Caryl Martinez

Breast Cancer and Leukemia Survivor

“When I was diagnosed with breast cancer, I thought I was going to crawl into a little ball and wither away,” Caryl Martinez says. “I didn’t. I learned you have to rally to fight this.” When Caryl learned she had cancer. She was only 59. The wife of a retired physician, mother of two and a lifelong community volunteer, says she was caught totally by surprise when cancer entered her life.

Caryl worried that cancer treatment might interfere with her goals as president of the Visiting Nurses Association. She was especially afraid of chemotherapy. “I was really, really relieved to learn the protocol for me was not chemotherapy, but radiation therapy,” she says.  Caryl says the radiation oncology staff at Jennie Edmundson Hospital put her at ease immediately, and her treatments went smoothly. 

Caryl completed treatment, accomplished her goals and assumed her cancer journey was over. Five years went by, and the couple celebrated. Another five went by, and they celebrated again. “Wow, I’m cancer-free!” Caryl thought. She wasn’t.

Over the Christmas 2008 holiday, while the couple vacationed in Mexico with their children and grandchildren, Caryl felt unusually fatigued, out of breath and uninterested in food. She blamed her symptoms on the heat and stress of an upcoming move. A doctor examined Caryl and found fluid in her lungs. After blood tests showed low hemoglobin, the doctor ordered additional testing. This time, when he returned with the lab results, the doctor sat down. Caryl knew something was very wrong. “I’m really sorry to have to tell you this,” the doctor said, “but you have acute myelocytic leukemia.”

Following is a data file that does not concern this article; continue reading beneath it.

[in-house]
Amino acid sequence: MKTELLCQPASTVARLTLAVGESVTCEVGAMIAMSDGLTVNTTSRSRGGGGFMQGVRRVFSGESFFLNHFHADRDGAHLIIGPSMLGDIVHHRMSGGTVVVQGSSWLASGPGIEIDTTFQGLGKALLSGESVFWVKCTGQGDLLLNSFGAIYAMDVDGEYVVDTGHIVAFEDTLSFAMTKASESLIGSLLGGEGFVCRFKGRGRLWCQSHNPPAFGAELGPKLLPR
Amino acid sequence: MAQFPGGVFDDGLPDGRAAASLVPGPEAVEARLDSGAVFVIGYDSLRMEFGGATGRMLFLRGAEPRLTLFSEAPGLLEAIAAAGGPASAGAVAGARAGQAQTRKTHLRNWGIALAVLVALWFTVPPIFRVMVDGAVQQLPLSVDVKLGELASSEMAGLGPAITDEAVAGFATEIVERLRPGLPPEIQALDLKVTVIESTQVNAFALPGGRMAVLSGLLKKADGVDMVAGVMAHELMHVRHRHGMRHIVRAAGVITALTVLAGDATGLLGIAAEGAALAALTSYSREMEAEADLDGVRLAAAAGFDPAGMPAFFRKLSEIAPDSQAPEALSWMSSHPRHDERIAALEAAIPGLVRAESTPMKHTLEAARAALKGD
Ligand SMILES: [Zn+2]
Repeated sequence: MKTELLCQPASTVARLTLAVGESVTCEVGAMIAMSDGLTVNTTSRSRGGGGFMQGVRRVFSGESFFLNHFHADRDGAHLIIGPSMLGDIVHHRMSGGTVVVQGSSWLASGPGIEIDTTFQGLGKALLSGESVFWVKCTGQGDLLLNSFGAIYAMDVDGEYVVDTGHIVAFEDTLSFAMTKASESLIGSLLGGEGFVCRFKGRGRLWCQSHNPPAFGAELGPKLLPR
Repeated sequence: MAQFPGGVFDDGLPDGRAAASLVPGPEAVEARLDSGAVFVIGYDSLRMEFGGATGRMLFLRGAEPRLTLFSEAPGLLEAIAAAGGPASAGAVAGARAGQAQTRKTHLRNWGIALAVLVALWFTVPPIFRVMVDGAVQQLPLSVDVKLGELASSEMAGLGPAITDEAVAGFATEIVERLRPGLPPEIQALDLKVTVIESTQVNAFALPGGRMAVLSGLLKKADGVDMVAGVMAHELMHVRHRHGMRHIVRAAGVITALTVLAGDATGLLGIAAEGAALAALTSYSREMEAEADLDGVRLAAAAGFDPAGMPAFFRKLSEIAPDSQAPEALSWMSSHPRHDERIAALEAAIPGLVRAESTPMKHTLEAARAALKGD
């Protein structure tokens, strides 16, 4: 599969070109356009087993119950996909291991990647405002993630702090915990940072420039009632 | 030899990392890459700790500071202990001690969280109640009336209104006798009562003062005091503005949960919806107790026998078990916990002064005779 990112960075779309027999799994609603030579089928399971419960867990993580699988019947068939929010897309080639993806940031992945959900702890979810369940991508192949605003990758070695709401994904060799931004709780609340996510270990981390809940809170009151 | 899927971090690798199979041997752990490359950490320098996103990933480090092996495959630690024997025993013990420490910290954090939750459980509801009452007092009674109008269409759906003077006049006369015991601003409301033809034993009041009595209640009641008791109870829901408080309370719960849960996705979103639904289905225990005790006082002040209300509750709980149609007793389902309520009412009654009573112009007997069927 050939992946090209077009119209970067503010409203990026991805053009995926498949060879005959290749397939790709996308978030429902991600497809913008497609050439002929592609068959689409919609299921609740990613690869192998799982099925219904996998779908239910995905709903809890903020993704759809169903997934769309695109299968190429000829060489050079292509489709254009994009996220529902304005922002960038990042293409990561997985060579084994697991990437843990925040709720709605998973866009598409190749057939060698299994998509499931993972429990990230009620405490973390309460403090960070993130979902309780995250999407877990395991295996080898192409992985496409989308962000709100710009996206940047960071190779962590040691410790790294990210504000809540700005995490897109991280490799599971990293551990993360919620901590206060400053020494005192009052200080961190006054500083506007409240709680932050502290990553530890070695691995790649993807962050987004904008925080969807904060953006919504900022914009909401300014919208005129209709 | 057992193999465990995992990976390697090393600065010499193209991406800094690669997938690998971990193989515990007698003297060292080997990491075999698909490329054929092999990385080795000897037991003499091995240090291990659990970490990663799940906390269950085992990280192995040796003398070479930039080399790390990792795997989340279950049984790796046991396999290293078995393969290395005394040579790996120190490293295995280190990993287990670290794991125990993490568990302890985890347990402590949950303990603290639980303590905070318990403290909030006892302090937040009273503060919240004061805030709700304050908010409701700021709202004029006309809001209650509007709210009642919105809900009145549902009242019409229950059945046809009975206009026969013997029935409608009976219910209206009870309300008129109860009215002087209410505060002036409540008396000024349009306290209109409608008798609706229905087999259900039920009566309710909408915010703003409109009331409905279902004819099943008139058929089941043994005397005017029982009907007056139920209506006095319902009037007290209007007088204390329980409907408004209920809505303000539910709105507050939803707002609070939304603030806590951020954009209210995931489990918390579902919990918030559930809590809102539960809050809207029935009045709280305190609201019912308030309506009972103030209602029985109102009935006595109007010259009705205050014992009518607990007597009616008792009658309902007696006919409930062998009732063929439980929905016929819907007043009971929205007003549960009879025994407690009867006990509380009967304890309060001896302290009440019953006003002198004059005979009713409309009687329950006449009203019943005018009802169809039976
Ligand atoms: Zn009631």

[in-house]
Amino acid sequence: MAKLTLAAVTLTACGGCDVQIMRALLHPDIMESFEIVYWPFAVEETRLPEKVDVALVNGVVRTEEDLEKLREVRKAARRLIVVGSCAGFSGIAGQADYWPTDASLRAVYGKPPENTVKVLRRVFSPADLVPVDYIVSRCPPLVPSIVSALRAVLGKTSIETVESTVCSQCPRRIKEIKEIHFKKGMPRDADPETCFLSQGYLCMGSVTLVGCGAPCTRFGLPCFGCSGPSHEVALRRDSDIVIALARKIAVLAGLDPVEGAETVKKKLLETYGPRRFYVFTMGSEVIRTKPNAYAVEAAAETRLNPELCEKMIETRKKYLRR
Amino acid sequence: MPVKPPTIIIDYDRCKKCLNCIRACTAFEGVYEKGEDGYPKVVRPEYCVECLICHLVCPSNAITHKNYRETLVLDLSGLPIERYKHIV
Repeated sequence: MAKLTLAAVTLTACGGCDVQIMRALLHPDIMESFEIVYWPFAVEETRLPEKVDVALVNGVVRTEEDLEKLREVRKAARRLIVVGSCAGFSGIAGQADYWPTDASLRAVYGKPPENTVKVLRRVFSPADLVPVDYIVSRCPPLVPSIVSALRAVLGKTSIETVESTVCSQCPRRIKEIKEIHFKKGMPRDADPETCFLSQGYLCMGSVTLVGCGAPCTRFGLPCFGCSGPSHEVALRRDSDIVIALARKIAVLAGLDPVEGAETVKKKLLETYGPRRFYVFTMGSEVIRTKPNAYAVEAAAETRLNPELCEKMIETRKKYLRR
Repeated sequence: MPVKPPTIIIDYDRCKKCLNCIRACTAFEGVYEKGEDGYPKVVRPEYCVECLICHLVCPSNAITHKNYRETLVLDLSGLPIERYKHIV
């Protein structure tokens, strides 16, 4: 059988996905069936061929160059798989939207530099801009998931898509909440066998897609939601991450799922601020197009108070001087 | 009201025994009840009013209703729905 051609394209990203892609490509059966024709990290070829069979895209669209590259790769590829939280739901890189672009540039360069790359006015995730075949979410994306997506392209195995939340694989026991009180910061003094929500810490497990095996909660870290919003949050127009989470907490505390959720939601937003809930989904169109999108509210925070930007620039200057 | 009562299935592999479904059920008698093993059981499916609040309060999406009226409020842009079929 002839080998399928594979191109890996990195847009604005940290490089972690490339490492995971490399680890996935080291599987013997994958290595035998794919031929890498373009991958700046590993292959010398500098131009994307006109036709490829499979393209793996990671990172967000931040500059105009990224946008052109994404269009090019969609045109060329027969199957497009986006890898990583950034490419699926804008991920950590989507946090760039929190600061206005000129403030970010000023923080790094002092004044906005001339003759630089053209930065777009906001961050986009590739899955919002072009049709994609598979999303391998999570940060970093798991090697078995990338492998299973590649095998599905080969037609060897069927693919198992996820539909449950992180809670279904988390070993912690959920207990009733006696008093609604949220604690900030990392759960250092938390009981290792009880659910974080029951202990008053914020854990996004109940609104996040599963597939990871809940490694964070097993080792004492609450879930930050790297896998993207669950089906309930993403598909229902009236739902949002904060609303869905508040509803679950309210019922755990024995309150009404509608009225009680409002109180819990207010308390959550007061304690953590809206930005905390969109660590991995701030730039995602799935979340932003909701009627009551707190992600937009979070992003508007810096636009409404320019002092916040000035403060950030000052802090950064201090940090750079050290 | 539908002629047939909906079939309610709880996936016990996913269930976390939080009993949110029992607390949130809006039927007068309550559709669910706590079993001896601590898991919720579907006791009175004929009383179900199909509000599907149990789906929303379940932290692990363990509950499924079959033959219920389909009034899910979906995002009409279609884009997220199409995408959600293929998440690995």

Nearly four months after being diagnosed with leukemia, Caryl had a bone marrow transplant. Bad news quickly followed. Jose, Caryl’s husband was diagnosed with prostate cancer the day after her transplant.  “That summer was brutal for us,” she says. “We clung to each other on days that were not so great.” Their world revolved around cancer treatment and doctors’ appointments.

Today, both Caryl and Jose are healthy and strong. “With cancer, you learn what’s really important,” Caryl exclaims. “Family. Friends. Courage. Optimism. Appreciation. Time.”